When everyone fell asleep that night, Rama, Sita and Lakshmana sneaked deeper into the forest.  He asked the Chief Minister Sumantra to take everyone back to Ayodhya.  The next morning, with Rama missing, they returned to Ayodhya with a heavy heart, as commanded by Sumantra.

Meanwhile in Ayodhya, Dasaratha came to his senses after fainting the previous night, but found Rama gone.  He told Kaikeyi that she got her boons at the price of her husband’s life, and will live as a widow for the rest of her life.  He went into unbearable grief, suffering from the separation from Rama.  Not able to bear his son’s departure, remembering the curse from his early years, Dasaratha died with the same fate as that of Shravan’s blind parents.

Immediately Bharata was sent for.  Learning what led to such a catastrophe in the family, due to his own mother’s greed, Bharata looked at his mother severely, uttering very harsh words, “O!  Enemy of mine, in the guise of my mother!  You should enter the cremation fire or disappear into the Dandaka forest.  No other fate befits you.  I am no longer your son; neither are you my mother!  I can’t imagine, of all people, that you who loved Rama the most, can exile my dearest loving brother to the forest.  I will go to him, beg his forgiveness and bring him back with me to Ayodhya.  Or else I will join him in his path.  Do not ever come in my presence again, my demon-personified mother!”  Hearing these words, Kaikeyi realized the atrocity she had caused by her actions.

Bharata performed the funeral rites of his father.  As always, followed by his brother Shatrugna, Bharata gathered a large company of soldiers, preceptors, elders and the leaders of Ayodhya.  They went to the forest to search for Rama.

Meanwhile, in the forest, Rama, Sita and Lakshmana walked to the banks of the holy river Ganga.  There, Rama met Guha, the leader of the boatmen, who cordially served them well.  Rama, Sita and Lakshmana stayed one night with Guha, then got his help to reach the other bank of Ganga.  Extremely pleased with Guha, Rama declared he had gained a brother, so there are now five brothers in total.  Guha was overjoyed by Rama’s words, yet he had to goodbye.  Rama, Sita and Lakshmana walked slowly through the jungle, enjoying its splendor, to reach Sage Bharadwaja’s hermitage near Chitrakoot.  Invited by Sage Bharadwaja, Rama, Sita and Lakshmana decided to stay in Chitrakoot for a while.  Lakshmana made a beautiful hut for them; they started their life in exile.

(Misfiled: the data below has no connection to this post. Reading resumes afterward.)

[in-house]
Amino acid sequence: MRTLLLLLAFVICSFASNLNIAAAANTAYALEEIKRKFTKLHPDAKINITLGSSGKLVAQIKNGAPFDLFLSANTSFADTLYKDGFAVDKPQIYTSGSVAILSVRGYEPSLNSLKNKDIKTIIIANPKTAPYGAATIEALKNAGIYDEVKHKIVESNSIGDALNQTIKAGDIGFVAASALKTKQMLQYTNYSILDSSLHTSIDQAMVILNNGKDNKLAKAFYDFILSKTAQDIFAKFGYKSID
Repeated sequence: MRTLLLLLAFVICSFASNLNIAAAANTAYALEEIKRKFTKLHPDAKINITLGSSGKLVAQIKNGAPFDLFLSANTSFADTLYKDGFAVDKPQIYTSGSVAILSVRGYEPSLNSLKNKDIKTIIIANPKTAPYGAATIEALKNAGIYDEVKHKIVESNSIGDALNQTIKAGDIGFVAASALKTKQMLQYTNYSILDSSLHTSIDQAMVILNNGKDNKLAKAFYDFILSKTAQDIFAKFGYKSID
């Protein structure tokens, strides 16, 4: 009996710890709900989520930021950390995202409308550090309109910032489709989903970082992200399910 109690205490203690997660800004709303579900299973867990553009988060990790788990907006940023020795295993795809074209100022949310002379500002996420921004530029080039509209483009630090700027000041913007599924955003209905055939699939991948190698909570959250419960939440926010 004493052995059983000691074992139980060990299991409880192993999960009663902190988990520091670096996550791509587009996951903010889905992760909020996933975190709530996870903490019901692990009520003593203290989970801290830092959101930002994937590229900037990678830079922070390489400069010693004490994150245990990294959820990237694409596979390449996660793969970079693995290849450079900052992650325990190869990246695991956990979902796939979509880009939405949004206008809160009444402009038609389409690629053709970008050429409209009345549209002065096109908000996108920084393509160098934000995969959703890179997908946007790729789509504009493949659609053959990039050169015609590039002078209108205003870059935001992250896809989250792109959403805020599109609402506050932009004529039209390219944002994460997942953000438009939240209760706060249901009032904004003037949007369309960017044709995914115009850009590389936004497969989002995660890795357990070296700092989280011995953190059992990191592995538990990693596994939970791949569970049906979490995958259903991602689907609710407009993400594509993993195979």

After a long and hard search, and with the help of Guha, Bharata and his entourage came to Sage Bharadwaja’s hermitage.  Bharadwaja first advised Bharata not to get emotional, telling him that what happened was not caused by a single human being, but was fulfilling a Divine Purpose.

Sage Bharadwaja then helped Bharata to find Rama.  Bharata rushed towards Rama’s hermitage.  The short tempered Lakshmana thought Bharata was there to fight Rama, and leapt up with his bow and arrow, ready to fight.  Lakshmana had to be pacified by Rama once again.

Bharata reached Rama and fell at his feet, not able to speak a word due to sobbing uncontrollably.  Bharata was wearing the same ascetic’s rags as Rama had adopted.  At once, Rama helped Bharata to rise/  Embracing Bharata, Rama asked why he was in such attire, since he was the King of Ayodhya.  Rama went on asking about their father and their mothers.

In the midst of sobs, Bharata broke the news that their father was gone.  At this, Rama lost his steadiness, then slowly regained his composure after a few minutes.  Then Bharata pled his case, begging for forgiveness for what his mother had done, and begging Rama to return to Ayodhya in order to rule the kingdom.  Rama replied that he had given his word and could only return only after fourteen years.

After a lot of hesitation and pushback, Bharata agreed to be the guardian of the kingdom, as the representative of Rama, until Rama’s return.  He set the condition that, if Rama is even a day late at the end of the fourteenth year, Bharata would take his own life.

He requested Rama’s sandals, so he could place them on the throne so that he doesn’t deviate from dharma.  Agreeing, Rama gave his sandals to Bharata.  Bharata carried them on his head all the way back to Ayodhya.  He ruled the kingdom as a guardian and representative, but not living in the palace.  He lived and ruled from a place called Nandigram, located in the outskirts of the city of Ayodhya.  More to come…

The Power of Revelation

by Swami Nirmalananda Saraswati